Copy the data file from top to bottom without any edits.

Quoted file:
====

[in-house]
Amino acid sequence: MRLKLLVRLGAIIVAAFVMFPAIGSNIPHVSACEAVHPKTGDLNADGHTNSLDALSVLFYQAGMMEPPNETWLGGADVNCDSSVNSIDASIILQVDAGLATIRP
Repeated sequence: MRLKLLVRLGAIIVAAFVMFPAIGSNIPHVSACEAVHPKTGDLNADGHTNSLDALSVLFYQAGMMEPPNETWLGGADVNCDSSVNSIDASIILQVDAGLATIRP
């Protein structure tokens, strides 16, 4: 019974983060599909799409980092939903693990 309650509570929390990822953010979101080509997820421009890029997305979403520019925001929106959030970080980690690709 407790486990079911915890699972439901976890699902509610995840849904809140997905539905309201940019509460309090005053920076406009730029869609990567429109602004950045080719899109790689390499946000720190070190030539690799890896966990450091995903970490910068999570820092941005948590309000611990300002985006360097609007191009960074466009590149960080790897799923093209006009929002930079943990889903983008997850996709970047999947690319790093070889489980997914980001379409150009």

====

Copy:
[in-house]
Amino acid sequence: MRLKLLVRLGAIIVAAFVMFPAIGSNIPHVSACEAVHPKTGDLNADGHTNSLDALSVLFYQAGMMEPPNETWLGGADVNCDSSVNSIDASIILQVDAGLATIRP
Repeated sequence: MRLKLLVRLGAIIVAAFVMFPAIGSNIPHVSACEAVHPKTGDLNADGHTNSLDALSVLFYQAGMMEPPNETWLGGADVNCDSSVNSIDASIILQVDAGLATIRP
């Protein structure tokens, strides 16, 4: 019974983060599909799409980092939903693990 309650509570929390990822953010979101080509997820421009890029997305979403520019925001929106959030970080980690690709 407790486990079911915890699972439901976890699902509610995840849904809140997905539905309201940019509460309090005053920076406009730029869609990567429109602004950045080719899109790689390499946000720190070190030539690799890896966990450091995903970490910068999570820092941005948590309000611990300002985006360097609007191009960074466009590149960080790897799923093209006009929002930079943990889903983008997850996709970047999947690319790093070889489980997914980001379409150009």